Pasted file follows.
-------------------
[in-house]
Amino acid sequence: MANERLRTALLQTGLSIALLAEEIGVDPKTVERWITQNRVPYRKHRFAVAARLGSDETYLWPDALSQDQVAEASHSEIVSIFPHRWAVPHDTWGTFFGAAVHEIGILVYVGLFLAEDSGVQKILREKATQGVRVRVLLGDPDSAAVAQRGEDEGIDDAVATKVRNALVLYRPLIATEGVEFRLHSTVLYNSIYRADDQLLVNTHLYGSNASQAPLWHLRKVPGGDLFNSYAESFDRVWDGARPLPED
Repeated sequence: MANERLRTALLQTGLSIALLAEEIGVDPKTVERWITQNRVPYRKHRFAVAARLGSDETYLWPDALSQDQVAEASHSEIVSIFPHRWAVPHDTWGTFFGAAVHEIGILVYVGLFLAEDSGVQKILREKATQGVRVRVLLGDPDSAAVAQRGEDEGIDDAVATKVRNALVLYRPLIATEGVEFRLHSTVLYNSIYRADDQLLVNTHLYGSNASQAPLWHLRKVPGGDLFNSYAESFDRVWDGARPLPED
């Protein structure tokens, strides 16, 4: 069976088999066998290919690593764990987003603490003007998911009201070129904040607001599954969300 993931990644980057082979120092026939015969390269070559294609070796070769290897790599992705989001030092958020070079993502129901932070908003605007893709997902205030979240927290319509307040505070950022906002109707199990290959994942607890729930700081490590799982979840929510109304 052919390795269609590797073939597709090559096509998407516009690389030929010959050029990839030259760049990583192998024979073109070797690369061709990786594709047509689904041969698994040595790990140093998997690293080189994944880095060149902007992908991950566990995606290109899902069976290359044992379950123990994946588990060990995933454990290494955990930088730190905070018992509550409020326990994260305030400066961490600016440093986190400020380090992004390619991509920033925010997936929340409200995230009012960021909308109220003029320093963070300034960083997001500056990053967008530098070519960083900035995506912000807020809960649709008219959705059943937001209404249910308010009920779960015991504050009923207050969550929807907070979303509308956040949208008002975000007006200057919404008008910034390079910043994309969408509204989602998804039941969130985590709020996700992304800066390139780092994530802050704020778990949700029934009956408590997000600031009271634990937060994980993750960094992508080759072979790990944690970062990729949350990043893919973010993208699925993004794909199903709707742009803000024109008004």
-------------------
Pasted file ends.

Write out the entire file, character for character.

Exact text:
[in-house]
Amino acid sequence: MANERLRTALLQTGLSIALLAEEIGVDPKTVERWITQNRVPYRKHRFAVAARLGSDETYLWPDALSQDQVAEASHSEIVSIFPHRWAVPHDTWGTFFGAAVHEIGILVYVGLFLAEDSGVQKILREKATQGVRVRVLLGDPDSAAVAQRGEDEGIDDAVATKVRNALVLYRPLIATEGVEFRLHSTVLYNSIYRADDQLLVNTHLYGSNASQAPLWHLRKVPGGDLFNSYAESFDRVWDGARPLPED
Repeated sequence: MANERLRTALLQTGLSIALLAEEIGVDPKTVERWITQNRVPYRKHRFAVAARLGSDETYLWPDALSQDQVAEASHSEIVSIFPHRWAVPHDTWGTFFGAAVHEIGILVYVGLFLAEDSGVQKILREKATQGVRVRVLLGDPDSAAVAQRGEDEGIDDAVATKVRNALVLYRPLIATEGVEFRLHSTVLYNSIYRADDQLLVNTHLYGSNASQAPLWHLRKVPGGDLFNSYAESFDRVWDGARPLPED
């Protein structure tokens, strides 16, 4: 069976088999066998290919690593764990987003603490003007998911009201070129904040607001599954969300 993931990644980057082979120092026939015969390269070559294609070796070769290897790599992705989001030092958020070079993502129901932070908003605007893709997902205030979240927290319509307040505070950022906002109707199990290959994942607890729930700081490590799982979840929510109304 052919390795269609590797073939597709090559096509998407516009690389030929010959050029990839030259760049990583192998024979073109070797690369061709990786594709047509689904041969698994040595790990140093998997690293080189994944880095060149902007992908991950566990995606290109899902069976290359044992379950123990994946588990060990995933454990290494955990930088730190905070018992509550409020326990994260305030400066961490600016440093986190400020380090992004390619991509920033925010997936929340409200995230009012960021909308109220003029320093963070300034960083997001500056990053967008530098070519960083900035995506912000807020809960649709008219959705059943937001209404249910308010009920779960015991504050009923207050969550929807907070979303509308956040949208008002975000007006200057919404008008910034390079910043994309969408509204989602998804039941969130985590709020996700992304800066390139780092994530802050704020778990949700029934009956408590997000600031009271634990937060994980993750960094992508080759072979790990944690970062990729949350990043893919973010993208699925993004794909199903709707742009803000024109008004």